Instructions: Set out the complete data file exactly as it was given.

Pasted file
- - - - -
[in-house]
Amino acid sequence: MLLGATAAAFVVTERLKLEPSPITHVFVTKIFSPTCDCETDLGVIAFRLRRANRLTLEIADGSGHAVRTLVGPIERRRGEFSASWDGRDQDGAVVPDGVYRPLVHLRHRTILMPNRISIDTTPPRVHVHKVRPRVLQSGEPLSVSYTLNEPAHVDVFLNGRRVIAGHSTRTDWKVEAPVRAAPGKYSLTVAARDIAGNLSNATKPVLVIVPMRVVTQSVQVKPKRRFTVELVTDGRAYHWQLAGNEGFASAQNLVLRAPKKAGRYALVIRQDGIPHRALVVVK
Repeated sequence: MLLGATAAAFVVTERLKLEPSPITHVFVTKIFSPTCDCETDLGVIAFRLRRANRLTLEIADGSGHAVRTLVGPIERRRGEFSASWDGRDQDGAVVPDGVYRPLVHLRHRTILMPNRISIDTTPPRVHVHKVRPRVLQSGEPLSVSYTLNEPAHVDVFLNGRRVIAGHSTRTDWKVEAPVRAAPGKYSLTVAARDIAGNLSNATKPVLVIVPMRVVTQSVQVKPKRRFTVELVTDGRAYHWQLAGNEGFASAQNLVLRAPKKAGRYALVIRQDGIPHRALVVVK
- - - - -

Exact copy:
[in-house]
Amino acid sequence: MLLGATAAAFVVTERLKLEPSPITHVFVTKIFSPTCDCETDLGVIAFRLRRANRLTLEIADGSGHAVRTLVGPIERRRGEFSASWDGRDQDGAVVPDGVYRPLVHLRHRTILMPNRISIDTTPPRVHVHKVRPRVLQSGEPLSVSYTLNEPAHVDVFLNGRRVIAGHSTRTDWKVEAPVRAAPGKYSLTVAARDIAGNLSNATKPVLVIVPMRVVTQSVQVKPKRRFTVELVTDGRAYHWQLAGNEGFASAQNLVLRAPKKAGRYALVIRQDGIPHRALVVVK
Repeated sequence: MLLGATAAAFVVTERLKLEPSPITHVFVTKIFSPTCDCETDLGVIAFRLRRANRLTLEIADGSGHAVRTLVGPIERRRGEFSASWDGRDQDGAVVPDGVYRPLVHLRHRTILMPNRISIDTTPPRVHVHKVRPRVLQSGEPLSVSYTLNEPAHVDVFLNGRRVIAGHSTRTDWKVEAPVRAAPGKYSLTVAARDIAGNLSNATKPVLVIVPMRVVTQSVQVKPKRRFTVELVTDGRAYHWQLAGNEGFASAQNLVLRAPKKAGRYALVIRQDGIPHRALVVVK